Stewardship Report: Innovation as Culture

April 9, 2018

Over the past several years, it seems like nearly every industry has fallen in love with the word “innovation.”  This is true for businesses, nonprofits, schools, churches, and basically any organization trying to figure out how to thrive in a world that changes more each day.  Often spoken are phrases like “innovate or die” or “if you don’t change with the times, the times will pass you by” or, my favorite, “we need to re-imagine [insert any word or industry here].”

If you detect a little sarcasm or frustration in my writing, you are “hearing” me correctly. I fear that innovation has become everything, which means that it is nothing.  As a society, we label nearly any change as innovative, and we are constantly looking for ways to be more innovative than our competitors. (I’ll save my thoughts on how competition has no place in the Kingdom of God for another time!)  The unfortunate reality is that for all of the change, innovation, and “re-imagination” of theological education, it seems like not much real change is happening.

Perhaps the challenge before us isn’t creating innovative programs or services, but rather it is creating organizational cultures that learn quickly and move often, are adaptive and nimble, and embrace change as part of who they are and not as something to do.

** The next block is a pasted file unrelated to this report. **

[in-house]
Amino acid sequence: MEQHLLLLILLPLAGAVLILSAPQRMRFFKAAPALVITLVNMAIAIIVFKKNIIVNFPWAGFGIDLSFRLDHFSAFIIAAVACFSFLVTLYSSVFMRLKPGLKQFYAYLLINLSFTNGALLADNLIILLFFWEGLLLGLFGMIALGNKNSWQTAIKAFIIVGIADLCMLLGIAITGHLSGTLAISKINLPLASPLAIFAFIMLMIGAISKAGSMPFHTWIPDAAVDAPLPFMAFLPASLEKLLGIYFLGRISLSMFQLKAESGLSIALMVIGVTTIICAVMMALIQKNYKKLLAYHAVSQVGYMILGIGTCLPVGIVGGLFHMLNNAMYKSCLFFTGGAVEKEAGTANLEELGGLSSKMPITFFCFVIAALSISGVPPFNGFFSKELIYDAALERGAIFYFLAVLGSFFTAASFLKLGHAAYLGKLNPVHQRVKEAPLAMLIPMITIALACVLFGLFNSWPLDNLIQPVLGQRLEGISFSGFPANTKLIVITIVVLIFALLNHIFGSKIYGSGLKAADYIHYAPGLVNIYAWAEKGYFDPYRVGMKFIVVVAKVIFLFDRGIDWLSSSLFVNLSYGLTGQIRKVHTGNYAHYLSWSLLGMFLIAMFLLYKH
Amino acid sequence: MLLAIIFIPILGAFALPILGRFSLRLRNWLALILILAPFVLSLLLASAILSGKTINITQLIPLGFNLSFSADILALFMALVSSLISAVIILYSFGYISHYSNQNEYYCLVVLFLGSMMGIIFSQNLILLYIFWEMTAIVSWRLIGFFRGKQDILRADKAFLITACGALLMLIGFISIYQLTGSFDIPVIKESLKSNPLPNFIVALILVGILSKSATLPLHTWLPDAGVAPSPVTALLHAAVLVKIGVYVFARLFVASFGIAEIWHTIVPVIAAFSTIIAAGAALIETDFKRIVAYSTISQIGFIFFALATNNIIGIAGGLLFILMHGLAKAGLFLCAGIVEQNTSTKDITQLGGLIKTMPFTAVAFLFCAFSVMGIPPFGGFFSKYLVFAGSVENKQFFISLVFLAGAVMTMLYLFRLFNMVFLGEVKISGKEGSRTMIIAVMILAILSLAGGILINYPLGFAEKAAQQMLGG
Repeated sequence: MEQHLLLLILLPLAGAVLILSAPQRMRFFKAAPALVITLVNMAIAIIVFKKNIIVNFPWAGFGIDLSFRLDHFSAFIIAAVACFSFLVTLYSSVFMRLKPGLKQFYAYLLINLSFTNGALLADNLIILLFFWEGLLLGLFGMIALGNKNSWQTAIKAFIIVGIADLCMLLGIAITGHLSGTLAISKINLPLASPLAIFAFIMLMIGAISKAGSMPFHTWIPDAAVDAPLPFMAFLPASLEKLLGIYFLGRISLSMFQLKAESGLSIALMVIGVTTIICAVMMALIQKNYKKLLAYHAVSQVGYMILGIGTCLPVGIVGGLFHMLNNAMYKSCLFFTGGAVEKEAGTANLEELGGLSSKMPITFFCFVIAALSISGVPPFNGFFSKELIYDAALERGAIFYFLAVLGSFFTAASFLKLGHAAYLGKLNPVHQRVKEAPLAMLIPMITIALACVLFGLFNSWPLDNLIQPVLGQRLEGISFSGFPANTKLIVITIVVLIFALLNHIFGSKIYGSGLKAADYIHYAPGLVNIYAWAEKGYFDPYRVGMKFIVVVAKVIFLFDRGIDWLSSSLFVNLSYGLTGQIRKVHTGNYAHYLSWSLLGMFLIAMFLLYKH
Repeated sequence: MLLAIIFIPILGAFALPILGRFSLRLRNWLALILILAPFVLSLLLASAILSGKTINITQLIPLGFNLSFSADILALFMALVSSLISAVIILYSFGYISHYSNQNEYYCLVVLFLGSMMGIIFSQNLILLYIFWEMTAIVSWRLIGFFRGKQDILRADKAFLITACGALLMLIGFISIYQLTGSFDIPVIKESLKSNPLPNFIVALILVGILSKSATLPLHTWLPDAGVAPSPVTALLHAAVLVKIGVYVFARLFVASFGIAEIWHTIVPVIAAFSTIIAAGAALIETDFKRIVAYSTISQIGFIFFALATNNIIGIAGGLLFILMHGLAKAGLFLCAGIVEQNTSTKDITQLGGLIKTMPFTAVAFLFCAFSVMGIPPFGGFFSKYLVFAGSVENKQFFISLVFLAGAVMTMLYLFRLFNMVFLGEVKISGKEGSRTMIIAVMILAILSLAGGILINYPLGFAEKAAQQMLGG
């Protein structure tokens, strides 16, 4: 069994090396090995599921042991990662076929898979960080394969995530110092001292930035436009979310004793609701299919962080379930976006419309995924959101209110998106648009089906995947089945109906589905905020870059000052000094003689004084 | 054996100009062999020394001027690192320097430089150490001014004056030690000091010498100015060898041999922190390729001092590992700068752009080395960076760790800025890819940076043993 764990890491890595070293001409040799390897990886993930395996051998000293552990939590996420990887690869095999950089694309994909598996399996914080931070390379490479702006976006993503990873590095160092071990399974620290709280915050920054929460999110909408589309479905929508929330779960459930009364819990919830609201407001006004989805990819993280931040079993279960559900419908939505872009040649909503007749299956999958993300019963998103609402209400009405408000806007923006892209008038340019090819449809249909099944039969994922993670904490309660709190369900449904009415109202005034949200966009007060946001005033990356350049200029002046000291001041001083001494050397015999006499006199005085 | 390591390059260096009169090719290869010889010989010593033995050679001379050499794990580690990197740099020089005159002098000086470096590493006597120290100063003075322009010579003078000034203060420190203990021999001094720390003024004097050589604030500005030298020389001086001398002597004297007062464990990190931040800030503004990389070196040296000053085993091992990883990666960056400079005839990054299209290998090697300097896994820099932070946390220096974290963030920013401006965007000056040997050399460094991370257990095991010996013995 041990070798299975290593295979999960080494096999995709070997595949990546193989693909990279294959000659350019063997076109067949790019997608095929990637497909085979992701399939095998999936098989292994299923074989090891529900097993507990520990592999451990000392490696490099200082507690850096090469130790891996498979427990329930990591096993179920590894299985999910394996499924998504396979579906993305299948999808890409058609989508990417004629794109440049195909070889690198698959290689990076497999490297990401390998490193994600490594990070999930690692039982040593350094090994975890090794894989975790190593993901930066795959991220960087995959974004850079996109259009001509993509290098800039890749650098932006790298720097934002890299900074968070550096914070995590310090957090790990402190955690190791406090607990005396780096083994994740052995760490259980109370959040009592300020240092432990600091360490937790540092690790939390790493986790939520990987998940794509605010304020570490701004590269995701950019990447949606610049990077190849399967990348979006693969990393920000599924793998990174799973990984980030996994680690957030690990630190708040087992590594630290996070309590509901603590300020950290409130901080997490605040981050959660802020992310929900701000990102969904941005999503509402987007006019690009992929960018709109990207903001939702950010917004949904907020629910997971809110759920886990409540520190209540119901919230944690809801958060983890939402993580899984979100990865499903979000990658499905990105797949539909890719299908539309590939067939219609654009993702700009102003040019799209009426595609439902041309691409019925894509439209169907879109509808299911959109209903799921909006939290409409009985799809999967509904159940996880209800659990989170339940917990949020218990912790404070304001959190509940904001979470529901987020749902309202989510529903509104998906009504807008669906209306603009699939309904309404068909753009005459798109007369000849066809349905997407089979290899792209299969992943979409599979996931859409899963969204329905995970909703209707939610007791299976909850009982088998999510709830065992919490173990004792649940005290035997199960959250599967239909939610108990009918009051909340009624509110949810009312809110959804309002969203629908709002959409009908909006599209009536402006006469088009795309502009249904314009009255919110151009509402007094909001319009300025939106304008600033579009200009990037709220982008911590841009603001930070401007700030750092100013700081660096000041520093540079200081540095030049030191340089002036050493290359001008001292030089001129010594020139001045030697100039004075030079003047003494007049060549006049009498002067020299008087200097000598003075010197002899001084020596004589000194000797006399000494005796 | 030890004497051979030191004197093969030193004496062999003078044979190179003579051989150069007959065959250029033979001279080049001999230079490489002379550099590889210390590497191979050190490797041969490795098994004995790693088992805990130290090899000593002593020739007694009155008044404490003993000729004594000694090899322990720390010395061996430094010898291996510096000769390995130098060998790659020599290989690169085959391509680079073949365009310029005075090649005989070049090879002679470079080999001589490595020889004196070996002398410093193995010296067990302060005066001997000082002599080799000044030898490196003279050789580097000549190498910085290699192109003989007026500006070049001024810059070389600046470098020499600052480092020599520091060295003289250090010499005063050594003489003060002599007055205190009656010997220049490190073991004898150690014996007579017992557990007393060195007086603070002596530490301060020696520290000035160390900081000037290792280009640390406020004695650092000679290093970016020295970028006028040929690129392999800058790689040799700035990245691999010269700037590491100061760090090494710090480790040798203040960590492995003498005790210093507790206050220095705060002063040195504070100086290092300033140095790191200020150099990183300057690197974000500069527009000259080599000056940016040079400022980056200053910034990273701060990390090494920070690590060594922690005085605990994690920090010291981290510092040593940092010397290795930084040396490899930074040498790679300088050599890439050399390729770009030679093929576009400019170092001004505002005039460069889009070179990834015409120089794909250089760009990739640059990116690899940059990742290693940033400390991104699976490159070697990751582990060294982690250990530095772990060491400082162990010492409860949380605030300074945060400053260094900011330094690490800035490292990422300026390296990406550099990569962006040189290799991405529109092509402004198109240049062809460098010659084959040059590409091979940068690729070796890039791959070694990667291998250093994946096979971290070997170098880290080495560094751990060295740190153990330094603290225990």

Let’s talk about the phrase “learn quickly and move often.”  About one month before I was appointed as president of Sioux Falls Seminary, I wrote a blog post about how schools need to build a culture that embraces a virtuous circle of experimentation, adaptation, and iteration.  One in which we create, implement, evaluate and learn, and then integrate what has been learned in order to move again.

This is not about innovation as much as it is about being attentive to the movement of the Spirit and the needs of those God places in our care.  It is a posture of learning and curiosity that fosters creative thinking and new ways of being.  When we embrace this paradigm, the walls that once confined us to certain ways of thinking will begin to crumble, revealing a world of new possibilities.

I am blessed to work with people at Sioux Falls Seminary who have been willing to move in this direction. As a result, we have developed a reputation as one of the most innovative seminaries in North America.  Almost weekly, we have the privilege of being invited to speak into the work being done by schools around the world and by denominations seeking to develop servants to participate in the Kingdom mission.

As we continue to refine our ability to learn quickly and move often, my prayer is that we never lose focus of what God is doing in our midst. We must always be cognizant of where he is working and how we can join him in that work!

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